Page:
Estimating hiking velocity with rHike

April 13, 2020
r sf gdistance rHike

updated: May 13, 2020 (replaced Laplace with Lorentz distribution at Campbell’s suggestion)

I wanted to learn how to write an R package and I had this recurrent use-case (estimating cost-distance on a grid), so I made rHike. It’s a super-lightweight package that builds on Jacob van Etten’s gdistance by implementing both Tobler’s (1993) and Campbell’s (2019) hiking functions, though others could be added. Mainly, it just simplifies the user interface. Development mostly followed the workflow suggested by Hadley Wickham and Jenny Bryan in their R Packages book. Mostly…

Where are we going? Intuitively, walking speed should vary as a function of slope. Campbell’s Hiking Function reflects this using an empirically derived version of the Lorentz distribution:

\[ f(x) = \frac{c}{\pi\, b\left(1+\left[\frac{x-a}{b}\right]^{2}\right)} + d + e\, x \]

where \(x\) is the slope at a location measured in degrees. The idea here is first to get an estimate of slope, then use a hiking function like Campbell’s to calculate velocity, and finally to use velocity to estimate travel time (among other cost-distances).

slope <- seq(-50, 50, by = 1)

velocity <- hf_campbell(slope, decile = 10)

R Preamble


Coordinate Reference System (CRS):

utm12 <- st_crs(26912)

It should really be emphasized that

the unit of projection should match the unit of the stored values.

In this case, elevation is in meters, so the projection should be in meters too.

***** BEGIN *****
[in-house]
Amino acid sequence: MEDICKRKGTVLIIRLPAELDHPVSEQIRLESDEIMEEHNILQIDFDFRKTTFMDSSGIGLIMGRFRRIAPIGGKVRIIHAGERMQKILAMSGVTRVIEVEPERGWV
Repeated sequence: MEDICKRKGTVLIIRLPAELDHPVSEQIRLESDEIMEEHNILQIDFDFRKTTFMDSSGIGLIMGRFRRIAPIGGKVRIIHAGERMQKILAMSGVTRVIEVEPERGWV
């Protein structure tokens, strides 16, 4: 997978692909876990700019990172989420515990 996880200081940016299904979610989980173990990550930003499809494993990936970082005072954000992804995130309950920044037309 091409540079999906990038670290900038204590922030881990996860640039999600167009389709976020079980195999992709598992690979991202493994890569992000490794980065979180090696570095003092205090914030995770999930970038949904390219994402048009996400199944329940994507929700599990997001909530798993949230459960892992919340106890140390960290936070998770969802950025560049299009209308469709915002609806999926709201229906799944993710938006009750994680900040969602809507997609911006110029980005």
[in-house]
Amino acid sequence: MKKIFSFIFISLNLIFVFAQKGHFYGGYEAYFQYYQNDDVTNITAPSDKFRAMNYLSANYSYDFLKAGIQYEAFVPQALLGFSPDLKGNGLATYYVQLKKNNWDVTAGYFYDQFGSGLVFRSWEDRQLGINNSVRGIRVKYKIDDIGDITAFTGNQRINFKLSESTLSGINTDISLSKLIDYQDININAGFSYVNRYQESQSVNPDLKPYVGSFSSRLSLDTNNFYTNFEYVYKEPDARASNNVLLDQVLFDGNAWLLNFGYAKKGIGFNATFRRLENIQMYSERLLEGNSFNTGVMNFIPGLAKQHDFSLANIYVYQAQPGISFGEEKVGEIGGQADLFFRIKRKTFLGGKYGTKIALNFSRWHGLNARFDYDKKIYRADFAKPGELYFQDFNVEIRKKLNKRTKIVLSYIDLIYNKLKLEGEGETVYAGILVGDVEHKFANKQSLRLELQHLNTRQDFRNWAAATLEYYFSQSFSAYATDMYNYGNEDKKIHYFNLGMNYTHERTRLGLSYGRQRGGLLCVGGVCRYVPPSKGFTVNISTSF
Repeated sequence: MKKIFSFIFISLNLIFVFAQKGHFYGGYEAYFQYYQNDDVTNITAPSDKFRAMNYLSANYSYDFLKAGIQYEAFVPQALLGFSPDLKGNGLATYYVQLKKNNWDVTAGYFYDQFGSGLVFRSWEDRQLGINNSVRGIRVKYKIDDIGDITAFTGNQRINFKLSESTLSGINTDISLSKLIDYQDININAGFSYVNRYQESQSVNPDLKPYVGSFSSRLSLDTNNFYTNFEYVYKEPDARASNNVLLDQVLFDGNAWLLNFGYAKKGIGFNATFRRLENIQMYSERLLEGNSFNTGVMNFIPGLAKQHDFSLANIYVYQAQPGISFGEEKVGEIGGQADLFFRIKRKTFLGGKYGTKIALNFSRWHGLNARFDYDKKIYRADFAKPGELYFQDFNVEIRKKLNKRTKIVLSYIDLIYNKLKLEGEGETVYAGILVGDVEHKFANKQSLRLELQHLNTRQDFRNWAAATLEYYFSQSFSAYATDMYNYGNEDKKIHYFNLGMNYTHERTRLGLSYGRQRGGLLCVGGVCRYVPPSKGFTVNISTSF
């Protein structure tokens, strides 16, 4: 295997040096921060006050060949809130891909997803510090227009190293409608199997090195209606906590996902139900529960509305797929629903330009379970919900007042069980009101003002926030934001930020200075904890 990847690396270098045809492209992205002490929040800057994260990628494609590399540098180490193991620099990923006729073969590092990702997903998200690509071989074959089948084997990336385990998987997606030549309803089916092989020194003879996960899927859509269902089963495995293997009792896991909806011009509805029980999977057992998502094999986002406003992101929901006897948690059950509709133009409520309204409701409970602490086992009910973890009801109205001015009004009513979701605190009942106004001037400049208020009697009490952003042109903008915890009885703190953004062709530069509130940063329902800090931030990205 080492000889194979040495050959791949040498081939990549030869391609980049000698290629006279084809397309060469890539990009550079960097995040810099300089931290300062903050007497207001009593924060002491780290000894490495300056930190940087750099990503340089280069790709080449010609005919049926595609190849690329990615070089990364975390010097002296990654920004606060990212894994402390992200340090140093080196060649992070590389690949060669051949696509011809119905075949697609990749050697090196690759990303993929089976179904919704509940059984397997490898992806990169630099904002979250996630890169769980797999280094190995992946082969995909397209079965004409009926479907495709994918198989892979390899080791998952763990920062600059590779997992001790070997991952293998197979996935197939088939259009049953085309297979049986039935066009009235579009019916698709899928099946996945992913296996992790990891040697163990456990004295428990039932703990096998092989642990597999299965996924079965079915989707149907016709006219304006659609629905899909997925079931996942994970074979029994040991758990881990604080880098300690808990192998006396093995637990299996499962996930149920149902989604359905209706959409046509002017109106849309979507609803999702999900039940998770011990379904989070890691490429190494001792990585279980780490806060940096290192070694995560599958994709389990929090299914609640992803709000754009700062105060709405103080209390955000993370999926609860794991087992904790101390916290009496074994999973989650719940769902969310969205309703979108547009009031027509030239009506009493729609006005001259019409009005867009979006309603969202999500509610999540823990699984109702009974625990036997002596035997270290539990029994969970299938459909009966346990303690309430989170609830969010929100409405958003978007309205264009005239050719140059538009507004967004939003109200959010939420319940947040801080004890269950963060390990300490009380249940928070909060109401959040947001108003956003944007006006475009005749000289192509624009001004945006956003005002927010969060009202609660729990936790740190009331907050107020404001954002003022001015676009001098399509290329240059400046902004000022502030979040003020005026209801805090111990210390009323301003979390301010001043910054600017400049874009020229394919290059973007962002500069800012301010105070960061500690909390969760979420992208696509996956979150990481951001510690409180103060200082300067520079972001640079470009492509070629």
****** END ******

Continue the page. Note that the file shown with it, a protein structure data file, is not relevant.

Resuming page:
Data Wrangling

First, we read in a DEM of the foothills in Salt Lake City, Utah:

dem <- raster(system.file("extdata/slc.tif", package = "rHike"))

dem <- projectRaster(dem, crs = utm12$proj4string)

Next we generate an arbitrary point pattern.

start_points <- st_sf(id = 1:3,
                      typ = "start",
                      geometry = st_sfc(st_point(c(424350, 4514200)),
                                        st_point(c(426000, 4515000)),
                                        st_point(c(429000, 4516500)),
                                        crs = utm12))

end_points <- st_sf(id = 1:2,
                    typ = "end",
                    geometry = st_sfc(st_point(c(426200, 4516400)),
                                      st_point(c(427600, 4515600)),
                                      crs = utm12))

Now we use the elevation data to generate a slope raster and calculate a velocity surface for the average hiker using Campbell’s Hiking Function.

slope <- hf_slope(dem)

velocity <- hf_velocity(slope, hf = "campbell", decile = 10)

Calculating Accumulated Cost

Accumulated cost-distance is the total time it takes to travel from one location to another; in this case, to all other locations in the landscape of interest.

cost <- hf_accCost(velocity, 
                   fun = function(x) 1/mean(x), 
                   points = start_points)

# convert seconds to minutes
cost <- cost/60

That looks about right, twenty’ish minutes for the average hiker to walk a half-mile or so around the SLC foothills.

Calculating Least-Cost Path

short_paths <- hf_shortPath(velocity, start_points, end_points)

Future Work

In this post, conversion between different units was done on the fly. It would be nice to introduce methods to do that in a more rigorous way, so I might look into integrating the units package at some point.


Tobler, Waldo R. (1993). “Three Presentations on Geographical Analysis and Modeling: Non-Isotropic Geographic Modeling, Speculations on the Geometry of Geography, and Global Spatial Analysis.” 93-1.

Campbell, Michael J., Philip E. Dennison, Bret W. Butler, and Wesley G. Page (2019). "Using crowdsourced fitness tracker data to model the relationship between slope and travel rates. 106, 93-107.

Plotting fieldwork with mapview

April 7, 2020
r sf mapview fieldwork